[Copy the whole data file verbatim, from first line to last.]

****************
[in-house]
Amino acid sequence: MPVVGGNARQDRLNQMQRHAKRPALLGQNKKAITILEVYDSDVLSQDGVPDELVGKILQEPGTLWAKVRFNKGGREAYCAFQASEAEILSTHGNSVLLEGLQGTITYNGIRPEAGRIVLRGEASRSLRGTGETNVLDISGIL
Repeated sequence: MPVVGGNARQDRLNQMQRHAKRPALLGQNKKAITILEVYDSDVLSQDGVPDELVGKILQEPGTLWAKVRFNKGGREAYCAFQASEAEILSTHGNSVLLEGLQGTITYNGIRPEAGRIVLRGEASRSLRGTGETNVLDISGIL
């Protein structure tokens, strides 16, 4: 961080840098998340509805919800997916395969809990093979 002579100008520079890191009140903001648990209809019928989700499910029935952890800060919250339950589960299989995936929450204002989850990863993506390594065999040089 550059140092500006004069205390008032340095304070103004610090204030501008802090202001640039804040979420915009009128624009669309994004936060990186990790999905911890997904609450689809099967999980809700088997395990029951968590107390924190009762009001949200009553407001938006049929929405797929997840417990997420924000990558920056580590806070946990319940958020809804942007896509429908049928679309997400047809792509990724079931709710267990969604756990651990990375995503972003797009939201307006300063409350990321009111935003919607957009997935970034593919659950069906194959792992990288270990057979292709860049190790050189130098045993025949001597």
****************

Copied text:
[in-house]
Amino acid sequence: MPVVGGNARQDRLNQMQRHAKRPALLGQNKKAITILEVYDSDVLSQDGVPDELVGKILQEPGTLWAKVRFNKGGREAYCAFQASEAEILSTHGNSVLLEGLQGTITYNGIRPEAGRIVLRGEASRSLRGTGETNVLDISGIL
Repeated sequence: MPVVGGNARQDRLNQMQRHAKRPALLGQNKKAITILEVYDSDVLSQDGVPDELVGKILQEPGTLWAKVRFNKGGREAYCAFQASEAEILSTHGNSVLLEGLQGTITYNGIRPEAGRIVLRGEASRSLRGTGETNVLDISGIL
């Protein structure tokens, strides 16, 4: 961080840098998340509805919800997916395969809990093979 002579100008520079890191009140903001648990209809019928989700499910029935952890800060919250339950589960299989995936929450204002989850990863993506390594065999040089 550059140092500006004069205390008032340095304070103004610090204030501008802090202001640039804040979420915009009128624009669309994004936060990186990790999905911890997904609450689809099967999980809700088997395990029951968590107390924190009762009001949200009553407001938006049929929405797929997840417990997420924000990558920056580590806070946990319940958020809804942007896509429908049928679309997400047809792509990724079931709710267990969604756990651990990375995503972003797009939201307006300063409350990321009111935003919607957009997935970034593919659950069906194959792992990288270990057979292709860049190790050189130098045993025949001597």